Presentation on theme: "Eva Filzmoser, CDM Watch First SDM Joint Coordination Workshop 24-25 March 2012, Bonn Global and Local Stakeholder Consultation."— Presentation transcript:
Eva Filzmoser, CDM Watch First SDM Joint Coordination Workshop 24-25 March 2012, Bonn Eva.email@example.com Global and Local Stakeholder Consultation (SC) Processes
We provide an independent perspective on the CDM and wider carbon market developments and advocates for fair and effective climate protection. We work to empower civil society around the world to have a strong voice in the CDM by exposing weak governance rules and practices and organising capacity building workshops and providing tools. New CDM Discussion Forum to foster dialogue between civil society and other CDM stakeholders, such as project developers, auditors, national governments and other policy makers. http://forum.cdm-watch.orghttp://forum.cdm-watch.org
Exisiting guidance on local SCExamples of local SC shortcomingsEssential requirements for local SC Validation of local SC Global SCGrievance mechanism Recommendations
Public participation and stakeholder consultation recognized in the context of climate change UN Conference on Environment and Development, Rio Declaration on Environment and Development, princ. 10; Agenda 21, section III (“Strengthening the Role of Major Groups”); UN Economic Commission for Europe, Convention on Access to Information, Public Participation in Decision-Making and Access to Justice in Environmental Matters, arts. 6-8 (legally binding on 44 parties to the UNFCCC); UN Declaration on the Rights of Indigenous Peoples, art. 19; International Labor Organization,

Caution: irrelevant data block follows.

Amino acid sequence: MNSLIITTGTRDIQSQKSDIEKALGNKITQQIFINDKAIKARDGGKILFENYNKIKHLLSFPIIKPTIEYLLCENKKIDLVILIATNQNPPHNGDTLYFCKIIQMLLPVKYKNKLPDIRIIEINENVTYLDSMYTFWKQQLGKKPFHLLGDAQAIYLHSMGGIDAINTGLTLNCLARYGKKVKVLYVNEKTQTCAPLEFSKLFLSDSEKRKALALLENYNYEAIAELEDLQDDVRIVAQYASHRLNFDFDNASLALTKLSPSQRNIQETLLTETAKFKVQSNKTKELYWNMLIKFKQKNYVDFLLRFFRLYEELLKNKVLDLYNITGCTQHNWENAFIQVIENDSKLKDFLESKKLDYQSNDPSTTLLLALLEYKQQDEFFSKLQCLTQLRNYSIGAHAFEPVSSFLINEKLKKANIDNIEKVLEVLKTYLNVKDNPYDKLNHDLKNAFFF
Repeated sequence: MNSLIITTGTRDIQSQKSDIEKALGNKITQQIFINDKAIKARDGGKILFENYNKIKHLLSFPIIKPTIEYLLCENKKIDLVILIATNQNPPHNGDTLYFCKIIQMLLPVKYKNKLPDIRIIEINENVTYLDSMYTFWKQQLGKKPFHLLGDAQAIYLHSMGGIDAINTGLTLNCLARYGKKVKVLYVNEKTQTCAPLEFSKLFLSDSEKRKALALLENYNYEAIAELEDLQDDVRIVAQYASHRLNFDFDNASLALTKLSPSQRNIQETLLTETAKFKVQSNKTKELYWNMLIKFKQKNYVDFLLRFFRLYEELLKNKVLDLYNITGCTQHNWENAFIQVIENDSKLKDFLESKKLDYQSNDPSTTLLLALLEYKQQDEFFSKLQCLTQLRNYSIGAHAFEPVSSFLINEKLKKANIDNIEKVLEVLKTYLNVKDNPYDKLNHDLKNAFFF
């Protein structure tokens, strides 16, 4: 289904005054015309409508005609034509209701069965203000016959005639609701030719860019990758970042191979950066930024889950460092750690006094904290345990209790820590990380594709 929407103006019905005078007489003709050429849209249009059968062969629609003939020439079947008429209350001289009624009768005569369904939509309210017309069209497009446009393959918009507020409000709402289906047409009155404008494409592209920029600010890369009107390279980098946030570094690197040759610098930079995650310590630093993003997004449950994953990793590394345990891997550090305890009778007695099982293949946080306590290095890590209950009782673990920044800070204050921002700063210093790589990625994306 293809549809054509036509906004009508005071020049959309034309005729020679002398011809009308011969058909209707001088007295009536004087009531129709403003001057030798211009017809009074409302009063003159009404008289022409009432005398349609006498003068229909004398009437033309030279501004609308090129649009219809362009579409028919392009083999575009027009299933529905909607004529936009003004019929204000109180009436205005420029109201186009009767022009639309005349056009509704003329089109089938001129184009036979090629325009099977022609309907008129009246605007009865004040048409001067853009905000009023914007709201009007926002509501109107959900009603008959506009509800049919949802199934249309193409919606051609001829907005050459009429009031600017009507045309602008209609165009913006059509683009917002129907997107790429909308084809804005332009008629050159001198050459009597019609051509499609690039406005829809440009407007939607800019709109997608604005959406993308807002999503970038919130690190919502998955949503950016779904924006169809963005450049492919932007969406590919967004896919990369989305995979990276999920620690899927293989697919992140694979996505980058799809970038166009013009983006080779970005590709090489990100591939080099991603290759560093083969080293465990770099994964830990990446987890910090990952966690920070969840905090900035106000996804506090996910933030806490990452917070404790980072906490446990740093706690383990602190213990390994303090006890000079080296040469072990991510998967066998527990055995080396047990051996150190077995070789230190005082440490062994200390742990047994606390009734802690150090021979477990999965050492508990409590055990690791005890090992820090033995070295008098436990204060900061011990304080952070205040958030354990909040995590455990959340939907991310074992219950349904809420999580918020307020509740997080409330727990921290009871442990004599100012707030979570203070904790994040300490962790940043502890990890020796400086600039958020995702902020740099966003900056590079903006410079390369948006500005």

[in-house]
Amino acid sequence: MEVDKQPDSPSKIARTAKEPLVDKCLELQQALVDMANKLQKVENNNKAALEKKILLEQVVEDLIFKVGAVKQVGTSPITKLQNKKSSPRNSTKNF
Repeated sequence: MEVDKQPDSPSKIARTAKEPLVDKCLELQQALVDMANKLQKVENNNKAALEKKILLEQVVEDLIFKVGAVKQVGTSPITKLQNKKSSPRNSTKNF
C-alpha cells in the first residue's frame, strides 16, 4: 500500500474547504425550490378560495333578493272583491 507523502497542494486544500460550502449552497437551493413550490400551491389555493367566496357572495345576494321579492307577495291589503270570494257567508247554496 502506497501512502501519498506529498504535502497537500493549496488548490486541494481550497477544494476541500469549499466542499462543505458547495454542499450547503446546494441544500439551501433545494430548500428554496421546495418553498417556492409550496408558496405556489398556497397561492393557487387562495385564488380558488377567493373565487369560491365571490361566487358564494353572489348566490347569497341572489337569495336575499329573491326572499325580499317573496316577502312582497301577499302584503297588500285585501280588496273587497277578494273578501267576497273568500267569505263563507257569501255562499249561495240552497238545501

Current guidance on local stakeholder consultation (SC) Paragraphs 40-42 and 128-130 VVM provide some rules but do not specify how local stakeholder consultations should be undertaken. The lack of specificity creates the risk that CDM project developers undertake superficial local SC Lack of validation guidelines for DOEs risk that projects with inadequate stakeholder consultation get registered
Examples of SC shortcomings reported by CDM Watch Network members -Only local stakeholders likely to be favorable to the project are invited, other more critical ones are not -Only local authorities are being invited -Notice of the consultation does not reach the local stakeholders, or reaches them too late -The information provided at the local consultation does not reflect the realities of the project -Critical stakeholders are being threatened and forced to sign blank approval documents -Benefits promised during the SC are not being realised
Communications with local stakeholders should be translated into the local language(s) and written in non-technical terms Communications and notice should be clear, detailed, and distributed by appropriate and effective means (e.g., in community centers, churches, libraries, schools and media) If a significant part of the population is illiterate, then the information must be provided orally (e.g., through in-person meetings and radio) Project participants must give timely notice of opportunities for local stakeholders to participate in the consultation process Essential requirements for meaningful local SC (1)
Essential requirements for meaningful local SC (2) -Rules should require a minimum of two rounds of stakeholder consultations, including at least one physical meeting and notice, organization, and timing thereof -Timing: 1 st SC must be undertaken at the design-stage of the project where the project developer is still willing to adapt changes -At least following local stakeholders should be invited: - Local people impacted by the project or their official representatives - Local policy makers and representatives of local authorities - An official representative of the DNA of the host country of the project - Local NGOs working on topics relevant to the project - The DOE selected to validate the project